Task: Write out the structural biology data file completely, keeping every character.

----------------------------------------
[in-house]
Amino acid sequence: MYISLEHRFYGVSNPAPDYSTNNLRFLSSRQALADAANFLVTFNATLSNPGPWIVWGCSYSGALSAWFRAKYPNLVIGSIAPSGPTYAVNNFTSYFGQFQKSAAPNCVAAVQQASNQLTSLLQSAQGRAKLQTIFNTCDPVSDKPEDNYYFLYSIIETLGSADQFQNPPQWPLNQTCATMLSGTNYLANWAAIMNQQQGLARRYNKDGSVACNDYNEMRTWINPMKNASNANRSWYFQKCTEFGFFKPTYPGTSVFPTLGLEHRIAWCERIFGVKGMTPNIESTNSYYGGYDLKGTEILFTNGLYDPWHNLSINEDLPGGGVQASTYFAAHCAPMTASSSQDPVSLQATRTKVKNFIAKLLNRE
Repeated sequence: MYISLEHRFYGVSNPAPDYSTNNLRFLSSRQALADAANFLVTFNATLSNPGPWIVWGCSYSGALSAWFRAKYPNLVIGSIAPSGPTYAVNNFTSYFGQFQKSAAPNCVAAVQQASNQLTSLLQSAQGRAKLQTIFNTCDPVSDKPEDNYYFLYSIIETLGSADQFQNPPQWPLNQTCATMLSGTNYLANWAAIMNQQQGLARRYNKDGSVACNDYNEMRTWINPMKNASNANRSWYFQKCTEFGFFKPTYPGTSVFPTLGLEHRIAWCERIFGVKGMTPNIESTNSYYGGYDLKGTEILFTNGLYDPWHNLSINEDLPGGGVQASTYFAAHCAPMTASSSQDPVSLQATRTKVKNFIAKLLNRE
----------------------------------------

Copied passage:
[in-house]
Amino acid sequence: MYISLEHRFYGVSNPAPDYSTNNLRFLSSRQALADAANFLVTFNATLSNPGPWIVWGCSYSGALSAWFRAKYPNLVIGSIAPSGPTYAVNNFTSYFGQFQKSAAPNCVAAVQQASNQLTSLLQSAQGRAKLQTIFNTCDPVSDKPEDNYYFLYSIIETLGSADQFQNPPQWPLNQTCATMLSGTNYLANWAAIMNQQQGLARRYNKDGSVACNDYNEMRTWINPMKNASNANRSWYFQKCTEFGFFKPTYPGTSVFPTLGLEHRIAWCERIFGVKGMTPNIESTNSYYGGYDLKGTEILFTNGLYDPWHNLSINEDLPGGGVQASTYFAAHCAPMTASSSQDPVSLQATRTKVKNFIAKLLNRE
Repeated sequence: MYISLEHRFYGVSNPAPDYSTNNLRFLSSRQALADAANFLVTFNATLSNPGPWIVWGCSYSGALSAWFRAKYPNLVIGSIAPSGPTYAVNNFTSYFGQFQKSAAPNCVAAVQQASNQLTSLLQSAQGRAKLQTIFNTCDPVSDKPEDNYYFLYSIIETLGSADQFQNPPQWPLNQTCATMLSGTNYLANWAAIMNQQQGLARRYNKDGSVACNDYNEMRTWINPMKNASNANRSWYFQKCTEFGFFKPTYPGTSVFPTLGLEHRIAWCERIFGVKGMTPNIESTNSYYGGYDLKGTEILFTNGLYDPWHNLSINEDLPGGGVQASTYFAAHCAPMTASSSQDPVSLQATRTKVKNFIAKLLNRE